Sarmiento: Limit charter change to economic provisions
Sarmiento favors amendments to the Constitution provided these are strictly limited to economic provisions


MANILA, Philippines – Comelec Commissioner Rene Sarmiento said on Wednesday, July 25, he favors amendments to the Constitution provided these are strictly limited to economic provisions.

He also indicated openness to the Bernas formula (after constitutionalist Joaquin Bernas, SJ) which proposes that amendments be initiated and approved by the House of Representatives before they are elevated to the Senate for confirmation, after which they are presented to the people for approval.

Given a choice between a constituent assembly and a constitutional convention, Sarmiento said he favors a constituent assembly.

Citing the United States, he pointed out that from 1979 to the present, the US Constitution has been amended 27 times. Changes were made through Congress without a constitutional convention having to be convened. All in all, there have been 11,000 proposed amendments, with two-thirds of the US Congress voting for approval before they were ratified.

Ideally, the House and Congress should be voting separately because if they voted jointly the Senate would be put at a disadvantage.

A former member of the 1986 constitutional commission that drafted the country’s 1987 charter, Sarmiento said the 60-40 equity sharing principle enshrined in the Constitution for ownership of land is outmoded.

Because of globalization trends, a 50-50 sharing to bring in investments would be more ideal, Sarmiento added.

He clarified that during deliberations in the constitutional commission, the preference was for a unicameral legislature but that during a plenary session, the resolution lost by only one vote. This resulted in the country having a bicameral legislature.

Judicial power

On the constitutional provision on judicial power, Sarmiento told JBC presiding officer Diosdado Peralta it should not be replaced.

The provision allows the High Tribunal to check on the abuses of the executive and legislative branches of government.

The High Court had been accused of grave abuse of discretion in relation to the trial of convicted chief justice Renato Corona. It was perceived as protecting Corona against the dictates of the executive that seemed bent on his conviction.


He made a case for his independence, citing instances when he ruled against the interests of the appointing authority, former president Gloria Macapagal-Arroyo. For instance, in the Comelec, he voted against the recognition of Mikey Arroyo as representative of partylist Ang Galing Pinoy.

Arroyo had to prove that he was an advocate of security guards, the sector he claimed to represent. Sarmiento said he is of the belief that a partylist nominee should “belong” to the sector.

He has led efforts to finetune the partylist provision, spelling out who is marginalized and what sector is under-represented.

Sarmiento has been accused of abetting alleged fraud in the 2007 polls in Mindanao. Another involved an election protest in Imus, Cavite.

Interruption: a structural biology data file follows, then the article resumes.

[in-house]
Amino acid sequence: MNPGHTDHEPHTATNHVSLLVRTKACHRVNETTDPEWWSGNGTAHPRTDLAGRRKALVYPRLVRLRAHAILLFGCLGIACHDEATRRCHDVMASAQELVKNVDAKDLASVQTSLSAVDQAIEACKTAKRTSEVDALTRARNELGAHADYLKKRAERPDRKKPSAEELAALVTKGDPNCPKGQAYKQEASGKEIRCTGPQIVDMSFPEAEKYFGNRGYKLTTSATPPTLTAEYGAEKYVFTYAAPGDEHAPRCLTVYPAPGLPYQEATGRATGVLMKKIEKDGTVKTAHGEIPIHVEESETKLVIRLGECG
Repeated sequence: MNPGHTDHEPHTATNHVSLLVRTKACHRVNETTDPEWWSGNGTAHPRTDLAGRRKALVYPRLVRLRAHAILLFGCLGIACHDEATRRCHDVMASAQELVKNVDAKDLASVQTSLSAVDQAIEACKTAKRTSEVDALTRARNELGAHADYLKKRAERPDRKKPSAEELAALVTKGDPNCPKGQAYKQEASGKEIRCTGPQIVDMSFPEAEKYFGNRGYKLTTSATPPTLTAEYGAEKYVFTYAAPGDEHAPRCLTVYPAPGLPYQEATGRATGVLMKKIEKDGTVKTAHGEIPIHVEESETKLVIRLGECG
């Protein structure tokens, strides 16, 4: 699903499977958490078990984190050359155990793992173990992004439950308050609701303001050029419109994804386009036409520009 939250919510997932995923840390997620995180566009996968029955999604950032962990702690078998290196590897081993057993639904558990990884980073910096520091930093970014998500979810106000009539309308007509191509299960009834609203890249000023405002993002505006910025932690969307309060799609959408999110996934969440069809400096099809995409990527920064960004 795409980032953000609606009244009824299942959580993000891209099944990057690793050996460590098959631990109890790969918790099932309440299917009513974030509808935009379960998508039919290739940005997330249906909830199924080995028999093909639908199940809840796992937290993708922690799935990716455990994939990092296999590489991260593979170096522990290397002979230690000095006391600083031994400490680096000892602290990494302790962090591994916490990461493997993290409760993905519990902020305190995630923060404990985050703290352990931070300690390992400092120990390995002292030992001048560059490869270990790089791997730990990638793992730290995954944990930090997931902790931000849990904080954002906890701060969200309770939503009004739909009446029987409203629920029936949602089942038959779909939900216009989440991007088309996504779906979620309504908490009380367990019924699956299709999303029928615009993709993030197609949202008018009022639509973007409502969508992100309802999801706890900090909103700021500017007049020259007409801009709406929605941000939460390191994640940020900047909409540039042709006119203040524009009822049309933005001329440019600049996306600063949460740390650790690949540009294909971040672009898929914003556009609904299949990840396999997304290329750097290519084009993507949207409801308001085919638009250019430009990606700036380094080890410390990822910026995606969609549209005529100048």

Sen Alan Peter Cayetano alleged that Sarmiento and other members of the Comelec did nothing to prevent cheating and failed to act swiftly in disqualifying his namesake, Joselito Pepito Cayetano, for being a nuisance candidate. Sarmiento refuted the allegations.

TOTALLY UNEXPECTED. Manuel Siayngco Jr takes offense at the 'hoodlums in robes' stereotype of lower court judges.

Siayngco: totally unexpected

Meanwhile, 62-year-old retired Malolos judge Manuel Siayngco Jr — the last candidate interviewed for chief justice on Wednesday — said the nomination was “totally unexpected,” but an honor.

Siayngco highlighted his position as an RTC judge, and said he takes strong offense at the stereotype of lower court judges as “hoodlums in robes.” 

“We know that most of the judges there are straight, honest, efficient,” he said. “We are at the front lines of the judiciary and we receive the brunt of threats, sometimes efforts at bribery, but we hold our ground.”

He also said that lower court judges are not rewarded enough, although he didn’t say he would change that if he were to be chosen as chief justice.

“The sentiment of lower court judges is, especially those who receive administrative cases left and right… it’s somewhat unfair, there is not enough system of rewards and merits system that would encourage lower court judges to aspire for higher court positions.”

Most of the JBC panelists opted not to ask Siayngco questions, but when asked about his achievement, Siayngco said he was deserving of the post because he has been consistent and regular in the performance of duty.

The former seminarian added that his experiences as a lower court judge was something unique he could bring to the court.

“I would like to believe that my background, my spiritual foundations, my having been a judge of the lower court gives me not an edge or an advantage but a certain viewpoint of having a heart,” he said.

“It’s not only moral integrity, probity, competence and independence that should be the characteristics of the next chief justice, he should also have a heart that bleeds with the miseries of our people but also rejoices for their victories.” –


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